HERE’S an idea: why not tax corporations as if they were natural persons, in accordance with their newly discovered rights of free speech? That move would solve any impending fiscal crisis.
Indeed, we used to do just that. For most of the 1950s, corporate income at large companies was taxed at 52 percent, according to the nonpartisan Tax Policy Center. The federal government, meanwhile, collected about a third of its revenues from this source. Today, thanks largely to the “reforms” ushered in by President Ronald Reagan, the ostensible tax rate on corporate income is no higher than 35 percent — and the corporate-tax share of federal revenue has fallen to about 9 percent.
….So, by slashing corporate income taxes and forcing a new reliance on payroll taxes to finance government spending, we have redistributed income to the already wealthy and powerful. Our tax system has actually fostered inequality.
But conservatives need to pick their battles intelligently. It will be exceedingly difficult for the U.S. to maintain the average post–World War II tax burden given the aging of American society and the necessity of remaining a global military superpower. Rates won’t be returning to the Coolidge-era levels that the House GOP continues to push for. Instead, better to push for changes to make the code more pro-investment by reducing corporate tax rates (and eliminating crony-capitalist loopholes) and more pro-family by creating an expanded child tax credit to offset income and payroll taxes.
I really don’t know what Pethokoukis’s problem is. Would it be hard to believe that he is on wing-nut welfare at the American Enterprise Institute, where he is considered an expert on tax and economic policy. Under those pre-Reagan sky high tax years from WW II through the 1970s the U.S. had it’s greatest economic expansion.
Note the sudden dip in the 1980s. That is when economic growth for most Americans really started to level off or go down.
The years from the end of World War II into the 1970s were ones of substantial economic growth and broadly shared prosperity.
Incomes grew rapidly and at roughly the same rate up and down the income ladder, roughly doubling in inflation-adjusted terms between the late 1940s and early 1970s.
The income gap between those high up the income ladder and those on the middle and lower rungs — while substantial — did not change much during this period.
Exactly how low do taxes have to go to produce this economic growth that Main Street regular Americans get the benefits. Some of those average Americans are the ones are the ones conservatives get ginned up on cultural issues and gun safety to keep voting against their own best interests. This is a strange finding from Gallup, Fewer Americans Now View Their Income Taxes as Fair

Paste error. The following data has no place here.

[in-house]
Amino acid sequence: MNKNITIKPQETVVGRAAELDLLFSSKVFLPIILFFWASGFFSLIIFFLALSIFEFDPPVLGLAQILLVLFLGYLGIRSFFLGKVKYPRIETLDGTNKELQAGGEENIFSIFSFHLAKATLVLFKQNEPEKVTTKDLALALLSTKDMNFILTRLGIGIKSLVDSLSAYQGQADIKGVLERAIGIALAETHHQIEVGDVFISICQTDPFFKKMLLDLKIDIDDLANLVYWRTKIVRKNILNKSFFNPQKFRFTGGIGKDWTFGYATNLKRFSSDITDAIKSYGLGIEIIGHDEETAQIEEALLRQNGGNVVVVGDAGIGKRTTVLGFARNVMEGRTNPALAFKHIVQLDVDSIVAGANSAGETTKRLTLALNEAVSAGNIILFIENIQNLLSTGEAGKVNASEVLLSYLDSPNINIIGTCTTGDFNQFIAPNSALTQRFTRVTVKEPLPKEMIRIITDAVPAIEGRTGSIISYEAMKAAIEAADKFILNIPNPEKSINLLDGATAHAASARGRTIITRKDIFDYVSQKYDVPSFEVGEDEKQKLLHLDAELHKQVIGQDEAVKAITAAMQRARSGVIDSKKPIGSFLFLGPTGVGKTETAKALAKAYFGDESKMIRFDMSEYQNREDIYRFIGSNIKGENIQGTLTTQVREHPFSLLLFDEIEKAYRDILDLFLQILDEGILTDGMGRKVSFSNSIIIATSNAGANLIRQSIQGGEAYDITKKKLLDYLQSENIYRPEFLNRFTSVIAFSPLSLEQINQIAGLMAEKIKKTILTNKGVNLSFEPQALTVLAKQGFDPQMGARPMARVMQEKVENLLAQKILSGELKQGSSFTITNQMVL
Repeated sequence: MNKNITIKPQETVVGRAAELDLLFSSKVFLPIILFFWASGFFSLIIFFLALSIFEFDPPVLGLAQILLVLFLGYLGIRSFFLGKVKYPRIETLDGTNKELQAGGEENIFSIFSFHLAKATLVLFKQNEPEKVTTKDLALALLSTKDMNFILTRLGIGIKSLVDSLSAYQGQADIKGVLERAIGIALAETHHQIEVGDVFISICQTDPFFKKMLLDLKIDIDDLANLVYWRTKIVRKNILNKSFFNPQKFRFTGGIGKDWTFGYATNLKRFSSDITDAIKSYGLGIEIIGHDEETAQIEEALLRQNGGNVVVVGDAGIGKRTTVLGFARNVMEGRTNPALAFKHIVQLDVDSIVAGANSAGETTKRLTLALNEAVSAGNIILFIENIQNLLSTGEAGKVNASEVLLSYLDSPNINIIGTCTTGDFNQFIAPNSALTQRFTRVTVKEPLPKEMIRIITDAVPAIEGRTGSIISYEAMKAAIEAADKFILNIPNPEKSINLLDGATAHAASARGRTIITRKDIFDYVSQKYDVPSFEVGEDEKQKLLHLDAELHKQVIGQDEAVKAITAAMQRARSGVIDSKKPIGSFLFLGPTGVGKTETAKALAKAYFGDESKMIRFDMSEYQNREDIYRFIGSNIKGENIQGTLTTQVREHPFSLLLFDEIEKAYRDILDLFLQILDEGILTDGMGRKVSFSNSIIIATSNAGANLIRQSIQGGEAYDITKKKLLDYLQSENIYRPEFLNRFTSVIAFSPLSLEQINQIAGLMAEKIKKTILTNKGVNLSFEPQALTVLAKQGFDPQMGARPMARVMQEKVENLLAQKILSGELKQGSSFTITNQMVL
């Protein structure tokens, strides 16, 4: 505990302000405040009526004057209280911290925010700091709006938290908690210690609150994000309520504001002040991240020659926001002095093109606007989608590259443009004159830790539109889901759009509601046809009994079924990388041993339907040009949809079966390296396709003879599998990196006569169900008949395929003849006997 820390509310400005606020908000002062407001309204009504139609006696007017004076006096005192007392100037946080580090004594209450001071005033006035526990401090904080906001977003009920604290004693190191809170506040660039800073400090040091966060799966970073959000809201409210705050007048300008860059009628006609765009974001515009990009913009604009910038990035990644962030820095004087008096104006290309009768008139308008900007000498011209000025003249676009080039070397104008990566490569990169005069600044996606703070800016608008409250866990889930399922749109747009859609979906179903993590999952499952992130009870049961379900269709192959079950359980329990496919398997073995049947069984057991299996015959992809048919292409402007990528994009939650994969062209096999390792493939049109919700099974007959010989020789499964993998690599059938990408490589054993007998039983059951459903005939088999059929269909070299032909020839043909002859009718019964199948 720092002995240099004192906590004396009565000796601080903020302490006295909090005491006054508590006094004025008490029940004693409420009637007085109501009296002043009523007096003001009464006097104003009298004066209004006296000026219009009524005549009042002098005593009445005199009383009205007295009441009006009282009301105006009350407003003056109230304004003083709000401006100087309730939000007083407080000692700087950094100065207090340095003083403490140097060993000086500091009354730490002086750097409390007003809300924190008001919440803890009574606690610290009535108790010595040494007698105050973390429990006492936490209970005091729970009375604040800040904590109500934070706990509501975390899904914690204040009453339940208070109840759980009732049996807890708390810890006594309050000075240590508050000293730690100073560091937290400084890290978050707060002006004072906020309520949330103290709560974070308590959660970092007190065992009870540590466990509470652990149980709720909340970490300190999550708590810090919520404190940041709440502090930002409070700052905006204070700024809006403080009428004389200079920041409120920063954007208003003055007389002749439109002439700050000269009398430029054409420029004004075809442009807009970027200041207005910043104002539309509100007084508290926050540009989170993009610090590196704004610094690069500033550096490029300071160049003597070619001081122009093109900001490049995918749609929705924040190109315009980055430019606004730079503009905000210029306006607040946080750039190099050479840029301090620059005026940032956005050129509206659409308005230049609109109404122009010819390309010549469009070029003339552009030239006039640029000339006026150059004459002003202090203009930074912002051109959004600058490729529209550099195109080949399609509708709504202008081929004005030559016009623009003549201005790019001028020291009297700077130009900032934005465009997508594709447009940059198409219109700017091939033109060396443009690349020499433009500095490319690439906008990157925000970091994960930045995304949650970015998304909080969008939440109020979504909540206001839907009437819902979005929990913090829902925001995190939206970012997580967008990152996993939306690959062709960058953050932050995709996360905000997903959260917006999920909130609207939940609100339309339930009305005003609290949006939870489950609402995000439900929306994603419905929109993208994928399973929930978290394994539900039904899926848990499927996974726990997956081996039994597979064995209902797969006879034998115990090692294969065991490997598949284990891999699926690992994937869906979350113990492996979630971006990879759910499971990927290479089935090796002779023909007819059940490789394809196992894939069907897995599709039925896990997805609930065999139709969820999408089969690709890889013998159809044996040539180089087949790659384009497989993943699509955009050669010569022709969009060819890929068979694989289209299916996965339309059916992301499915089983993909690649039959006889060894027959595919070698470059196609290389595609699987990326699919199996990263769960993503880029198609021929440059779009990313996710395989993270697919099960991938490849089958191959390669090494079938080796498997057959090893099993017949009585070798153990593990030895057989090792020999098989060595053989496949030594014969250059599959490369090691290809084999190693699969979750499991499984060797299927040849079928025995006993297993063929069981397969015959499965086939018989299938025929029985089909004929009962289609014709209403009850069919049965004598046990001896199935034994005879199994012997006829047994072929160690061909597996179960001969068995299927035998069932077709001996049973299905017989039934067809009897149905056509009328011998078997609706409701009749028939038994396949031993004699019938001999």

This Tax Day, 55% of Americans regard the income taxes they have to pay as fair, the lowest percentage Gallup has measured since 2001.
One can blame the media and public officials to some degree. Both are supposed to keep the public informed about civic information such as taxes. Though the public has to takes the lion’s share of the blame for not making an effort to stay informed and let themselves be given the impression that their tax rate is unfair. This goes back to the National Review and the attempt to make people believe that if everyone paid five dollars a year in taxes we’d all be driving gold plated Cadillacs. Impressions, the general noise of the conservative media or what someone repeats around the water-cooler aside, the truth is that taxes are very low for everyone, Federal Income Taxes on Middle-Income Families Remain Near Historic Lows
Federal taxes on middle-income Americans are near historic lows, according to the latest available data. That’s true both for federal income taxes and total federal taxes.
Income taxes: A family of four in the exact middle of the income spectrum will pay only 5.3 percent of its 2013 income in federal income taxes next year, according to a new analysis by the Urban-Brookings Tax Policy Center (TPC). Average income tax rates for these typical families have been lower during the Bush and Obama Administrations than at any time since the 1950s (see Figure 1). As discussed below, 2009 and 2010 were particularly low because of the temporary Making Work Pay Tax Credit.
Overall federal taxes: Overall federal taxes — which include income, payroll, and excise taxes, and imputed corporate taxes — on middle-income households in 2009 were at their lowest levels in decades, according to the latest data from the Congressional Budget Office (CBO).
I’m always struck when people talk about Social Security as “just” an insurance program, when it’s in fact the most important retirement-saving vehicle. The chart below, adapted from a 2012 paper by Boston College Professor Alicia Munnell, shows the financial situation of a “typical” pre-retirement household. These are the mean holdings of a household in the middle net worth decile among households headed by people age 55 to 64.
Social Security is dominant: Forty-nine percent of this household’s wealth is in the form of the expectation of drawing government benefits in the future. The next largest slice, 23 percent, is accrued benefits in traditional pension plans. But that figure is skewed by a handful of workers who are lucky enough to participate in such plans; as of 2010, only 14 percent of U.S. workers were earning benefits in such a plan.